Sacks, Oliver Wolf

Sacks, Oliver Wolf
▪ 1996

      Consciousness and brain function have been examined through the lens of many disciplines, including philosophy, biology, psychology, and artificial intelligence. One of the most insightful approaches, however, was that of neurologist Oliver Sacks, who crafted artistic case histories of neurologically damaged persons that illuminated the existential as well as pathological condition of the patient. An empathetic, humane approach to treating persons afflicted with some of the most macabre neurological conditions known was the hallmark of Sacks's writings. In his sixth book, An Anthropologist on Mars (1995), Sacks continued to relate the stories of his patients, as he had done in such earlier works as The Man Who Mistook His Wife for a Hat (1986).

      That patients must be listened to and the accounts of their illnesses respected was one of Sacks' most ardently held tenets. His own experience as a patient only strengthened that concern. Having injured a leg in a mountaineering accident, Sacks learned firsthand how a physician's dismissal of a patient's condition could hinder recuperation, a saga he recounted in A Leg to Stand On (1984).

      Sacks was born July 9, 1933, in London. His choice of careers was not surprising, given that both his parents were general practitioners trained as neurologists. His three older brothers also pursued medical careers. Sacks received a B.A. in physiology from Queen's College, Oxford, in 1954 and continued at the college for several other degrees. On completing his M.D. in 1960 at Middlesex Hospital, Sacks left England for the U.S. to study neurology at the University of California, Los Angeles. While in California he won a state championship in weight lifting and rode briefly with the motorcycle group Hell's Angels.

      In 1965 Sacks left the West Coast to become an instructor at Albert Einstein College of Medicine in the Bronx borough of New York City, where he remained, eventually becoming clinical professor of neurology. A year later he also joined Beth Abraham Hospital, a charity institution in the Bronx, as a staff neurologist. There he met a group of patients who had contracted a sleeping sickness, encephalitis lethargica, during an epidemic that broke out between 1917 and 1927. The patients had survived only to develop a type of parkinsonism that caused varying degrees of immobility, speechlessness, and depression. Sacks recounted the brief cure that the patients experienced after receiving the drug L-dopa and the drug's subsequent side effects in his 1973 book Awakenings, which was made into a motion picture in 1990.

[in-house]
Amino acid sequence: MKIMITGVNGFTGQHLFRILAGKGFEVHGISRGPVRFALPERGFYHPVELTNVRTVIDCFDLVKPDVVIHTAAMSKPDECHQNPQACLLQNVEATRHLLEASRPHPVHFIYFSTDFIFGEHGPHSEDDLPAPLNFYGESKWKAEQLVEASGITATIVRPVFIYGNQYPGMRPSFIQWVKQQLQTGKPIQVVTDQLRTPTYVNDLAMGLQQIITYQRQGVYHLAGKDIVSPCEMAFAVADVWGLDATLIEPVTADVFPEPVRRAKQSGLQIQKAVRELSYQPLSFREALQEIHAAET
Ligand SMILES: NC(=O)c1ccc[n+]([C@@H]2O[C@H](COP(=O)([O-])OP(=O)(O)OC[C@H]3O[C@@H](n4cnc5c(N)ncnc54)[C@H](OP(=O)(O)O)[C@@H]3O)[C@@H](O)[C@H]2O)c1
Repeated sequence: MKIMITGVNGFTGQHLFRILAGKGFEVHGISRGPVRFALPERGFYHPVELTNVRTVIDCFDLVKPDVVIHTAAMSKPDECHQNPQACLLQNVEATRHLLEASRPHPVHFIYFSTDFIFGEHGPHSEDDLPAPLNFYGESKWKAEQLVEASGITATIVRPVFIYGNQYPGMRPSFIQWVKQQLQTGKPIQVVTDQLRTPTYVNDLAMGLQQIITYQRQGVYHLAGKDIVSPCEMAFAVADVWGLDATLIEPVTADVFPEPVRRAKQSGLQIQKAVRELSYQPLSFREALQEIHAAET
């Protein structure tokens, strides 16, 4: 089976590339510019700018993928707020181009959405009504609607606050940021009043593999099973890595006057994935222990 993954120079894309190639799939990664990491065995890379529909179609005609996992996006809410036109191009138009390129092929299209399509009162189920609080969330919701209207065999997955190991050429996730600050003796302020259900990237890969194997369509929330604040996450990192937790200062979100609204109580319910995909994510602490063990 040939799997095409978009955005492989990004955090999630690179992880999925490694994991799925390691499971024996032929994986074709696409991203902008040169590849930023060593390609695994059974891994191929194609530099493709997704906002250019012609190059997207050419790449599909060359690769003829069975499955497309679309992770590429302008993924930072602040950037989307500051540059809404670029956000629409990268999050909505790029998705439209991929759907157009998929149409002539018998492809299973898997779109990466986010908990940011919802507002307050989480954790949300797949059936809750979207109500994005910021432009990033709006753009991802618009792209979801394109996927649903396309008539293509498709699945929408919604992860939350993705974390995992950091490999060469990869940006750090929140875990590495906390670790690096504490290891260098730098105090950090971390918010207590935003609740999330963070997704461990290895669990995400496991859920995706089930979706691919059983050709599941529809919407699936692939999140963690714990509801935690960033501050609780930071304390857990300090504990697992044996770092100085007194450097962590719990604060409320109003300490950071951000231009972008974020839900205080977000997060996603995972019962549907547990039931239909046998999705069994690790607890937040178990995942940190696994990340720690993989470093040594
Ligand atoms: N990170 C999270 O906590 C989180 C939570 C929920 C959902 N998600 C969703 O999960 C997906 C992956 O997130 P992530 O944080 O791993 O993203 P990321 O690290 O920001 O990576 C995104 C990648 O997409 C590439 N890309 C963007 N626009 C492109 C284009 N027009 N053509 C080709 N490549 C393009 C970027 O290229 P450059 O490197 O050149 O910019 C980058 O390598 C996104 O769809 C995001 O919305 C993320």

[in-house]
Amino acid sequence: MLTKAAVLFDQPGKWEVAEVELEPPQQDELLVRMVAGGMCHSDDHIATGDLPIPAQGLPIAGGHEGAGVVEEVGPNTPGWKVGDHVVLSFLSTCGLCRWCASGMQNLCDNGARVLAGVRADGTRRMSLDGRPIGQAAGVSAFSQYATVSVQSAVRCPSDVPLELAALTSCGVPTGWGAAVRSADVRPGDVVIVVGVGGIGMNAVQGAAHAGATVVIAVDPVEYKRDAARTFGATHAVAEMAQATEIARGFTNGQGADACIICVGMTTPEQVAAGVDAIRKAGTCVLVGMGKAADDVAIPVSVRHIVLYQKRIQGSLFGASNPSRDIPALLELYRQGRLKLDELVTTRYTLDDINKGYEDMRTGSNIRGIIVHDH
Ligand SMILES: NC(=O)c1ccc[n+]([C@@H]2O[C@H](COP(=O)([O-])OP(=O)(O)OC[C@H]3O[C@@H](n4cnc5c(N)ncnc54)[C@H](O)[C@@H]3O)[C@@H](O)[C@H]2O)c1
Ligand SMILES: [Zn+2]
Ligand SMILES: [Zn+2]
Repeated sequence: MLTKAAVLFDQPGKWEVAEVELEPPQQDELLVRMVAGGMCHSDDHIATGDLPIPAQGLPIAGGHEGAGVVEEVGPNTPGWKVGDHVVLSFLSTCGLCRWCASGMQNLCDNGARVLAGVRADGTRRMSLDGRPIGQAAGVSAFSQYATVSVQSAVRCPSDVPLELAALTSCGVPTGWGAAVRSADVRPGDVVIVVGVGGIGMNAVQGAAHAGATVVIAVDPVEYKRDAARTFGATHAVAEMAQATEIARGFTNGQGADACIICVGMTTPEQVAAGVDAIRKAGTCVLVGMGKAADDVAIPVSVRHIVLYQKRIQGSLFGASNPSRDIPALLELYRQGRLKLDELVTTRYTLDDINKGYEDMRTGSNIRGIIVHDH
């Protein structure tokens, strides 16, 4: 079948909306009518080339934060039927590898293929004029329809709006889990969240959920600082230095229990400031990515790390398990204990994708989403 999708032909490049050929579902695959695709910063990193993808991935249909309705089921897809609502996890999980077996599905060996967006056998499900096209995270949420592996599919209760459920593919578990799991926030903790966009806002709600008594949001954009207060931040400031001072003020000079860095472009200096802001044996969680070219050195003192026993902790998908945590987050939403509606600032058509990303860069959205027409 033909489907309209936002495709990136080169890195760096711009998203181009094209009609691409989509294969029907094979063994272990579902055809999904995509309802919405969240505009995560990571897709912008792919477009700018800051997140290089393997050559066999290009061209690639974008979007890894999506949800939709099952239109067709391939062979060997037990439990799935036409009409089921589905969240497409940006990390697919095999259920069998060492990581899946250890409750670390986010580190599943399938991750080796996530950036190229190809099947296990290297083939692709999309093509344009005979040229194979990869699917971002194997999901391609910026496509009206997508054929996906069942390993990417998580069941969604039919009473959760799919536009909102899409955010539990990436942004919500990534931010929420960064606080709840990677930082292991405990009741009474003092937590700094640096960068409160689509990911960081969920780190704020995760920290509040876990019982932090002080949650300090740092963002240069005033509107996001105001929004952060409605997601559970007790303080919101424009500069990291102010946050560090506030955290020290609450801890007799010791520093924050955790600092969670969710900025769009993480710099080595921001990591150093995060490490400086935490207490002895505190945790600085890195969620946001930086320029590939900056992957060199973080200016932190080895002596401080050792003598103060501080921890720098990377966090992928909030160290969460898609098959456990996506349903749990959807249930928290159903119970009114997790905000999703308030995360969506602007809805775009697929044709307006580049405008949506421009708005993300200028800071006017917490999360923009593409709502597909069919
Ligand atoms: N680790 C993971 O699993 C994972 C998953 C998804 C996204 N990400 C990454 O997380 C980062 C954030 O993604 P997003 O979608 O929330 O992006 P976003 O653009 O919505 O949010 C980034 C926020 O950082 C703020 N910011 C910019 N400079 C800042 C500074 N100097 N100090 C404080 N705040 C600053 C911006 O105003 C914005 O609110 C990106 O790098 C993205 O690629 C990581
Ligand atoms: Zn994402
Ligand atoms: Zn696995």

Sacks was a somewhat shy, self-effacing man who lived alone in a red house in the Bronx. He was an avid swimmer and had a passion for ferns and invertebrate animals. A self-proclaimed eccentric, Sacks believed that his unconventional nature helped him to identify with his patients, whose symptoms placed them outside the norm as well. (MARY JANE FRIEDRICH)

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Universalium. 2010.

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  • Sacks, Oliver (Wolf) — born July 9, 1933, London, Eng. British U.S. neurologist and writer. He immigrated to the U.S. in 1960 to study neurology at the University of California, and in 1965 he joined the faculty at New York s Albert Einstein College of Medicine. Many… …   Universalium

  • Sacks, Oliver (Wolf) — (9 jul. 1933, Londres, Inglaterra). Neurólogo y escritor británico radicado en EE.UU. En 1960 emigró a EE.UU. para estudiar neurología en la Universidad de California, y en 1965 se incorporó al cuerpo docente de la Albert Einstein College of… …   Enciclopedia Universal

  • Oliver — Oliver, Joan Oliver, Joe Oliver, Miguel de los Santos * * * (as used in expressions) Cromwell, Oliver Davis, Benjamin O(liver), Jr. Ellsworth, Oliver Evans, Oliver Goldsmith …   Enciclopedia Universal

  • Wolf — Wolf, Charles Wolf, Christa Wolf, Friedrich August Wolf, Johannes Wolf, Max Wolf, Rudolf * * * (as used in expressions) Sacks, Oliver (Wolf) Wolf, Christa Wolf, Hugo (Filipp Jakob) …   Enciclopedia Universal

  • wolf — wolflike, adj. /woolf/, n., pl. wolves /woolvz/, v. n. 1. any of several large carnivorous mammals of the genus Canis, of the dog family Canidae, esp. C. lupus, usually hunting in packs, formerly common throughout the Northern Hemisphere but now… …   Universalium

  • Wolf — /vawlf/, n. 1. Baron Christian von. See Wolff, Baron Christian von. 2. Friedrich August /frddee drddikh ow goost/, 1759 1824, German classical scholar. 3. Hugo /hooh goh/, 1860 1903, Austrian composer. 4. a male given name. * * * I Any of three… …   Universalium

  • Oliver — /ol euh veuhr/, n. 1. one of the 12 paladins of Charlemagne. Cf. Roland. 2. Joseph ( King ), 1885? 1938, U.S. cornet player, bandleader, and composer: pioneer in jazz. 3. a male given name. * * * (as used in expressions) Cromwell Oliver Davis… …   Universalium

  • Oliver Sacks — Sacks at the 2009 Brooklyn Book Festival. Born 9 July 1933 (1933 07 09) (age 78) London, England …   Wikipedia

  • Oliver Sacks — en 2005. Oliver Wolf Sacks (9 de julio de 1933, Londres) es un neurólogo inglés que ha escrito importantes libros sobre sus pacientes, seguidor de la tradición, propia del siglo XIX, de las «anécdotas clínicas» (historias de casos clínicos… …   Wikipedia Español

  • Oliver Sacks — Pour les articles homonymes, voir Sacks. Traduction à relire …   Wikipédia en Français

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